Gonzalez animatedly described the ego clashes and daredevil antics between Doyle, and the flamboyant Canadian Flying Ace William Avery “Billy” Bishop. He told of Doyle’s interaction with the seasoned Field Marshall Jan Smuts, and bond with the Father of the Royal Air Force, RAF Marshal Hugh “Boom” Trenchard.  I imaged Gonzalez’s illustrations of these personalities jumping from his lecture stand onto the big screen with possible reincarnations of Bishop by Ryan Reynolds, Smuts by Sean Connery, and “Boom Trechard” by Anthony Hopkins.

Mining New WWI Historical Veins

The California State Military History Museum, with its gift shop in Old Sac, would have been served as a distribution center, so to speak, for California WWI History Association for their T-Shirts and other WWI novelties they're selling to help build the Weight of Sacrifices Memorial in Washington DC.
The California State Military History Museum, with its gift shop in Old Sac, would have served as a distribution center, so to speak, for California’s WWI History Association to sell the  T-Shirts and other WWI novelties to raise funds for the  Weight of Sacrifices” Memorial in Washington DC.

A lecture that the now defunct California Center for Military History (CCMH) could have recorded and archived in the California State Military Museum’s MG Walter P. Story Library and Research Center if Gov. Jerry Brown hadn’t issued, what is tantamount to, an executive order in 2014 dismantling the Museum and its command. The Museum had become the historical infrastructure for scholars, and a proven resource center for the historical entertainment industry such as HBO’s “Band of Brothers” and Touchtone Pictures “Pearl Harbor.”

With the MG Walter P. Story Library and Resource Center’s plexus of military think tanks, archives, and military museums on the West Coast, the Military Museum in Old Sacramento would be the perfect venue for the WWI Centennial’s March 15th Lecturer Barbara Wilcox, author of, World War I Army Training by San Francisco Bay: The Story of Camp Fremont.

I could see the wheels of historical insight churning in former Foundation Chairman Dr. Roger McGrath’s mind, directing the CCMH to deploy WWI character actors to Old Sac’s boardwalks, handing out Camp Fremont lecture flyers, bewitching locals into Museum’s halo-like sanctuary. Luring them down the Museum’s WWI corridor past the display the Medal of Honor Recipient Capt. Nelson Holderman’s manikin, weaving through exhibits of WWI trench life, and onto the cases of WWI weaponry, equipment, and armored vehicles that mired California’s WWI vets into the mud of the WWI Battlefields. There would most likely be a model of Camp Fremont near Palo Alto, where these Doughboys journey began, and definitely a scaled replica of the WWI Centennial Commission’s “Weight of Sacrifices,” where the legacy of their offerings will end for posterity.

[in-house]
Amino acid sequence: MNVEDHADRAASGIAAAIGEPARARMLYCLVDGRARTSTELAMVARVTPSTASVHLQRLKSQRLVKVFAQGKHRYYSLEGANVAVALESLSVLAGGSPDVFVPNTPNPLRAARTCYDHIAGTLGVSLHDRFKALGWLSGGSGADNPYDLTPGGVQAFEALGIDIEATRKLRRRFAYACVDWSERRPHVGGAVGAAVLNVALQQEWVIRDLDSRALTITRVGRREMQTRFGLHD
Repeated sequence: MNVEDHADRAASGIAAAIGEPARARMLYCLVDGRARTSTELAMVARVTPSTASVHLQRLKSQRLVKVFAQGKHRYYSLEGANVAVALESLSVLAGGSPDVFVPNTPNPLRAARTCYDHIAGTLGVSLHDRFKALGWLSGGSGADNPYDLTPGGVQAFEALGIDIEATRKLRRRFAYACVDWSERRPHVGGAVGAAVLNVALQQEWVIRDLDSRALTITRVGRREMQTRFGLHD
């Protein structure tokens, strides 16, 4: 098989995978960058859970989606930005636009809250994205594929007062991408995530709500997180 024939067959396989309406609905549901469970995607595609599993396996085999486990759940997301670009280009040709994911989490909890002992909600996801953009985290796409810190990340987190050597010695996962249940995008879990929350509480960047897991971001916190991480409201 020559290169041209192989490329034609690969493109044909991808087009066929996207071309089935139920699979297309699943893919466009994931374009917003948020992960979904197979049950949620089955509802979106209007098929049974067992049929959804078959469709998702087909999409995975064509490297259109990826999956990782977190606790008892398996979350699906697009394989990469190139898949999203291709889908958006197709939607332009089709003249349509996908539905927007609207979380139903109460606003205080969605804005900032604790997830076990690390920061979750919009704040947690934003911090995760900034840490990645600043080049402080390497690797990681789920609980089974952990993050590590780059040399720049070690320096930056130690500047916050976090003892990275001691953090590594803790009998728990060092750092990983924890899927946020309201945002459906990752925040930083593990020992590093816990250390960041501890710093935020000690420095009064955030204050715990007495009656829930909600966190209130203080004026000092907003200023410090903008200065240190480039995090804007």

With his propensity for scholarship, I can envision former Acting CCMH Commander COL (CA) Fred Rutledge (now on leave of absence from the State Military Reserve) employing his imaginative genius to: recruit college professors; historians; military war college instructors; foundation directors; and WWI Centennial Association members like George Young Jr. to join Wilcox in a panel discussion in the Museum’s upstairs classroom. With its reputation for capturing the spirit of the California soldier, it’s not difficult to conceptualize such a panel opening new veins to WWI history.

Examining WWI Trends

Such as that of which Young told me about during lunch following the Improbable Ace lecture. The knowledgeable Young told me of the National Guard’s 41st Infantry Division trek from their mobilization at Camp Fremont, subsequent training at Camp Greene, NC, and their deployment to France on Nov. 26, 1917. He explained how the 41st was designated a “replacement division,” and divvied up among other American Infantry Divisions that saw action at the Third Battle of the Aisne, the Meuse-ArgonneChateau-Thierry, Aisne Marne, and St. Mihiel. And he told me of a mission some of these replacements were assigned that is perhaps obscured from history–the Siberian Intervention.

Young’s revelation piqued my curiosity, and if I were a betting man, would gamble that it would have stimulated old CCMH’s reputation for mining newly discovered veins of military history. I can almost feel former CCMH Military Commander COL (CA) Ken Nielsen dispatching his certified military historians to explore the similarities of the interim periods between WWI and WWII with today’s post-9-11 Global War on Terrorism (GWOT) events.

I can see Nielsen encouraging his historians to delve into research of the Ottoman Empire’s WW I alliance with Germany, its decline in defeat, and examining similarities of current Middle East events. Meticulously studying the fall of the Islamic-dominated Turkish Empire, and how nearly two centuries of American missionary work in the Middle East influenced Arab Nationalism.  Whipping in some analysis of the demise of Colonialism, the rise Zionism, the upsurge of radical Islamic Theocracies, and the threat of Communism to Arab Nationalism in the post WWI Middle East to find any parallel historical trends.